After a few months Whistler was freed, and – indispensable again? – reappointed by the king to local office. Voluntarily or otherwise he participated in the royalist Oxford Parliament in 1644. As a result he was thrown out of the Westminster Parliament as a delinquent, although his plea that his property ‘lately burnt’ had brought no income for three years averted the imposition of a fine. He died in 1647 having made a will in which he acknowledged the frailty of the flesh, ‘especially of mine that am aged’ [TNA, PROB11/200/317].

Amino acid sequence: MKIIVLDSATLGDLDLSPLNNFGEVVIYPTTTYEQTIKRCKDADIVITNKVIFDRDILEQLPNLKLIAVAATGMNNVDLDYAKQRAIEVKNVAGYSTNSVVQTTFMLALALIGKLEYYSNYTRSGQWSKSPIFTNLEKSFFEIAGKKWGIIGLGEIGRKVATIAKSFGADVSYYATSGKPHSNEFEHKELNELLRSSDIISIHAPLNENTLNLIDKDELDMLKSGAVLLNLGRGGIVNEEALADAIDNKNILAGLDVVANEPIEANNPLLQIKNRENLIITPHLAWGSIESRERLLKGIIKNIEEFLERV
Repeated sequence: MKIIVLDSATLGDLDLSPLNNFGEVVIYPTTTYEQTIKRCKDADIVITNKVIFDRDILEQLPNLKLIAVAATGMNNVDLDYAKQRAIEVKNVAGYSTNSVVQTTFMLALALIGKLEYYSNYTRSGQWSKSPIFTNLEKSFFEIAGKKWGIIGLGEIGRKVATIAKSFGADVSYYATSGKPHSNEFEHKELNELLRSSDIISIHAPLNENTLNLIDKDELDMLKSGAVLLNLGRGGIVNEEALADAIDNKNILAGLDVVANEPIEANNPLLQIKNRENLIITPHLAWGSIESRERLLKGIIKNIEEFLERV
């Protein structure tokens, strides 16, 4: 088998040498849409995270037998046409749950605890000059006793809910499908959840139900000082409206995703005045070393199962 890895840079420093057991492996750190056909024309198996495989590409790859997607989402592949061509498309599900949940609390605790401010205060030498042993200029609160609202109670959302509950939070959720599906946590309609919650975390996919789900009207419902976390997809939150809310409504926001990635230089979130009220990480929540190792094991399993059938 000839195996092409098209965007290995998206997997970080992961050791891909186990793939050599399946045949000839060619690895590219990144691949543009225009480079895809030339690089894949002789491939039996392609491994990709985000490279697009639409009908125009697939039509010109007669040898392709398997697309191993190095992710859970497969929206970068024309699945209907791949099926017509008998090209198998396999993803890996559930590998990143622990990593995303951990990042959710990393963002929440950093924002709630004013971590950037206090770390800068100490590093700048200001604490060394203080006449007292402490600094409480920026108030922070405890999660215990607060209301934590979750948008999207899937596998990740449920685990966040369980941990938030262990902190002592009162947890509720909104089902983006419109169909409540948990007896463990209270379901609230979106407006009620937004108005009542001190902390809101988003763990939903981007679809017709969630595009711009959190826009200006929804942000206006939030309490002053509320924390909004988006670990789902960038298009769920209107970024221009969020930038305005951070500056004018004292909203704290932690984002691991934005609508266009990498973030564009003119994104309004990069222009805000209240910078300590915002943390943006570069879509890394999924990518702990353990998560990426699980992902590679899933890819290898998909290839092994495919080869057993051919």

Proceedings in the Opening Sessions of the Long Parliament ed. M. Jansson (7 vols. 2000-)
Further biographies of John Selden, John Whistler and Oliver Cromwell are being prepared for publication by the House of Commons 1640-1660 section.